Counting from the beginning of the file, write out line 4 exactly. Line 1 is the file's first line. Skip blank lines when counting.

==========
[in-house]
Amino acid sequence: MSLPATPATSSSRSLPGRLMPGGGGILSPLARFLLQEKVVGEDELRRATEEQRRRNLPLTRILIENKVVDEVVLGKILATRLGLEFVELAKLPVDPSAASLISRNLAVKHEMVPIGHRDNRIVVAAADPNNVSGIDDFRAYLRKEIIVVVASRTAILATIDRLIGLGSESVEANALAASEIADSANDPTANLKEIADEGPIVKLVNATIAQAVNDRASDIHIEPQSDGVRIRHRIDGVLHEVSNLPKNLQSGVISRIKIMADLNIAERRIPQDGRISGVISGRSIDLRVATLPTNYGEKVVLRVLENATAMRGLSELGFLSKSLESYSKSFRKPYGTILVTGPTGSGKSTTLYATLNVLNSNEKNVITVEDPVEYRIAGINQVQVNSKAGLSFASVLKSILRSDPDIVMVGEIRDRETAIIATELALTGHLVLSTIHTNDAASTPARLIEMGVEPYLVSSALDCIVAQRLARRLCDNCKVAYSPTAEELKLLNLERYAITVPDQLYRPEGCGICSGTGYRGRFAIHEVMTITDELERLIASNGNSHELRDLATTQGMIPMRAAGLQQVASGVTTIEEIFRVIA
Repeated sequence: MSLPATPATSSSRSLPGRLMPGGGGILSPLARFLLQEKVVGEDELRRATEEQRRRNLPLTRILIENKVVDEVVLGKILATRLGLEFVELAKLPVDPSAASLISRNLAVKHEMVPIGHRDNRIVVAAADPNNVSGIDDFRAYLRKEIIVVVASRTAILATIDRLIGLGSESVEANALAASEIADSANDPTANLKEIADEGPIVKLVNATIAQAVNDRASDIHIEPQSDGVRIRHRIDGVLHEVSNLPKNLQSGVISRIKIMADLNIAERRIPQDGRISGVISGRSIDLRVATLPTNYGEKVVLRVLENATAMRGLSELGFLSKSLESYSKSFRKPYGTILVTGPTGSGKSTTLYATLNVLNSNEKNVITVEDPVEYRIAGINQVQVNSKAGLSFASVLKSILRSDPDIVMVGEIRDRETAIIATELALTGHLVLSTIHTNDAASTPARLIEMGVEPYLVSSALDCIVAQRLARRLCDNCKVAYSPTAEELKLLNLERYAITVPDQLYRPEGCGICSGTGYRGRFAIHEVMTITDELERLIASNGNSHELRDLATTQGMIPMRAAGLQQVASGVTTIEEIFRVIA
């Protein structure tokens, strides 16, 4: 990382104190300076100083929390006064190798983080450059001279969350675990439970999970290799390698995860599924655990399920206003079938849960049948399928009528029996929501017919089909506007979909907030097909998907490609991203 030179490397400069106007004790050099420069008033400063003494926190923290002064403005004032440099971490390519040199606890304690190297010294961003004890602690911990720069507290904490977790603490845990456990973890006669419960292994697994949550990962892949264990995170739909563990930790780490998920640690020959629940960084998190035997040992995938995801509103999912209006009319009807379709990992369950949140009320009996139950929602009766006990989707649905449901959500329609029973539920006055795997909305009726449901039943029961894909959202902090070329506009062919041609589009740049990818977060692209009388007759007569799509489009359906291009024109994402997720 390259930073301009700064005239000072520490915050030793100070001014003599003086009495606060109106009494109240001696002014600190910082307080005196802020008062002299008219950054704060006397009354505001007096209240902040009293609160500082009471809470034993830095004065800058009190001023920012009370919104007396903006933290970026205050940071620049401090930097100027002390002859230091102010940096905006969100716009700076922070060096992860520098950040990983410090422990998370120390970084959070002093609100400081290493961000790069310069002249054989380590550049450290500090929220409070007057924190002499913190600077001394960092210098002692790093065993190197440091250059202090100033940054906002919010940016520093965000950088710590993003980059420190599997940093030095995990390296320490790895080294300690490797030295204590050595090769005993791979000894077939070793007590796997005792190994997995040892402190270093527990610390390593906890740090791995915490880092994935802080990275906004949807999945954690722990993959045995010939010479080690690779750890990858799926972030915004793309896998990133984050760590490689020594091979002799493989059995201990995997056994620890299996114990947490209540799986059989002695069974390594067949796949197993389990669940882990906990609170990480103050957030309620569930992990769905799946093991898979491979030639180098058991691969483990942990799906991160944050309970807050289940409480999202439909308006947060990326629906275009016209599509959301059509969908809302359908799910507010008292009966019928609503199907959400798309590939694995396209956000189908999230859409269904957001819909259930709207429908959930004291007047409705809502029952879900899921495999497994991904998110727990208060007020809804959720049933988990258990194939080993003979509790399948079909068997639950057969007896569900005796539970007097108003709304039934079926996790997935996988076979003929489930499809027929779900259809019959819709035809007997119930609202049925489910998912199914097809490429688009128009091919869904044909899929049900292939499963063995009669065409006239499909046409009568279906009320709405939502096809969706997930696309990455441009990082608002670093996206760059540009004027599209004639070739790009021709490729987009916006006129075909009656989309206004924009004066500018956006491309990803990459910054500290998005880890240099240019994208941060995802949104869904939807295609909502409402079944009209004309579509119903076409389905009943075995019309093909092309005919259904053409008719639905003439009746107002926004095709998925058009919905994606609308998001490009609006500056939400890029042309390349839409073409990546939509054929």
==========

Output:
């Protein structure tokens, strides 16, 4: 990382104190300076100083929390006064190798983080450059001279969350675990439970999970290799390698995860599924655990399920206003079938849960049948399928009528029996929501017919089909506007979909907030097909998907490609991203 030179490397400069106007004790050099420069008033400063003494926190923290002064403005004032440099971490390519040199606890304690190297010294961003004890602690911990720069507290904490977790603490845990456990973890006669419960292994697994949550990962892949264990995170739909563990930790780490998920640690020959629940960084998190035997040992995938995801509103999912209006009319009807379709990992369950949140009320009996139950929602009766006990989707649905449901959500329609029973539920006055795997909305009726449901039943029961894909959202902090070329506009062919041609589009740049990818977060692209009388007759007569799509489009359906291009024109994402997720 390259930073301009700064005239000072520490915050030793100070001014003599003086009495606060109106009494109240001696002014600190910082307080005196802020008062002299008219950054704060006397009354505001007096209240902040009293609160500082009471809470034993830095004065800058009190001023920012009370919104007396903006933290970026205050940071620049401090930097100027002390002859230091102010940096905006969100716009700076922070060096992860520098950040990983410090422990998370120390970084959070002093609100400081290493961000790069310069002249054989380590550049450290500090929220409070007057924190002499913190600077001394960092210098002692790093065993190197440091250059202090100033940054906002919010940016520093965000950088710590993003980059420190599997940093030095995990390296320490790895080294300690490797030295204590050595090769005993791979000894077939070793007590796997005792190994997995040892402190270093527990610390390593906890740090791995915490880092994935802080990275906004949807999945954690722990993959045995010939010479080690690779750890990858799926972030915004793309896998990133984050760590490689020594091979002799493989059995201990995997056994620890299996114990947490209540799986059989002695069974390594067949796949197993389990669940882990906990609170990480103050957030309620569930992990769905799946093991898979491979030639180098058991691969483990942990799906991160944050309970807050289940409480999202439909308006947060990326629906275009016209599509959301059509969908809302359908799910507010008292009966019928609503199907959400798309590939694995396209956000189908999230859409269904957001819909259930709207429908959930004291007047409705809502029952879900899921495999497994991904998110727990208060007020809804959720049933988990258990194939080993003979509790399948079909068997639950057969007896569900005796539970007097108003709304039934079926996790997935996988076979003929489930499809027929779900259809019959819709035809007997119930609202049925489910998912199914097809490429688009128009091919869904044909899929049900292939499963063995009669065409006239499909046409009568279906009320709405939502096809969706997930696309990455441009990082608002670093996206760059540009004027599209004639070739790009021709490729987009916006006129075909009656989309206004924009004066500018956006491309990803990459910054500290998005880890240099240019994208941060995802949104869904939807295609909502409402079944009209004309579509119903076409389905009943075995019309093909092309005919259904053409008719639905003439009746107002926004095709998925058009919905994606609308998001490009609006500056939400890029042309390349839409073409990546939509054929």